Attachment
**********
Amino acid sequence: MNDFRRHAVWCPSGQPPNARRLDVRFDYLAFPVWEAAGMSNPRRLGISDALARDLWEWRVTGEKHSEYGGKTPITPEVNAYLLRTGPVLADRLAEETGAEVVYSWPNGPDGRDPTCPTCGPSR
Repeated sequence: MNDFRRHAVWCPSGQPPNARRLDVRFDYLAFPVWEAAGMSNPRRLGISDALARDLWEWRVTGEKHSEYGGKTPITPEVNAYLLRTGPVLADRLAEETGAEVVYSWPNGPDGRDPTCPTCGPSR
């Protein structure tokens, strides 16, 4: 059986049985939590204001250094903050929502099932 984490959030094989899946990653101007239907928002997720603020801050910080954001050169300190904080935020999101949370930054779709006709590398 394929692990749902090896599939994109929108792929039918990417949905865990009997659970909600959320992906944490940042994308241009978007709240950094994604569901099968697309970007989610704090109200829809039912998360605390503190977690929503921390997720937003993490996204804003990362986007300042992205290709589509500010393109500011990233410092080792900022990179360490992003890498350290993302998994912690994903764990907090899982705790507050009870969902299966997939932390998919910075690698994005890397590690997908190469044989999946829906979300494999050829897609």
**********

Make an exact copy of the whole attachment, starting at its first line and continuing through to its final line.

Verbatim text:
Amino acid sequence: MNDFRRHAVWCPSGQPPNARRLDVRFDYLAFPVWEAAGMSNPRRLGISDALARDLWEWRVTGEKHSEYGGKTPITPEVNAYLLRTGPVLADRLAEETGAEVVYSWPNGPDGRDPTCPTCGPSR
Repeated sequence: MNDFRRHAVWCPSGQPPNARRLDVRFDYLAFPVWEAAGMSNPRRLGISDALARDLWEWRVTGEKHSEYGGKTPITPEVNAYLLRTGPVLADRLAEETGAEVVYSWPNGPDGRDPTCPTCGPSR
């Protein structure tokens, strides 16, 4: 059986049985939590204001250094903050929502099932 984490959030094989899946990653101007239907928002997720603020801050910080954001050169300190904080935020999101949370930054779709006709590398 394929692990749902090896599939994109929108792929039918990417949905865990009997659970909600959320992906944490940042994308241009978007709240950094994604569901099968697309970007989610704090109200829809039912998360605390503190977690929503921390997720937003993490996204804003990362986007300042992205290709589509500010393109500011990233410092080792900022990179360490992003890498350290993302998994912690994903764990907090899982705790507050009870969902299966997939932390998919910075690698994005890397590690997908190469044989999946829906979300494999050829897609």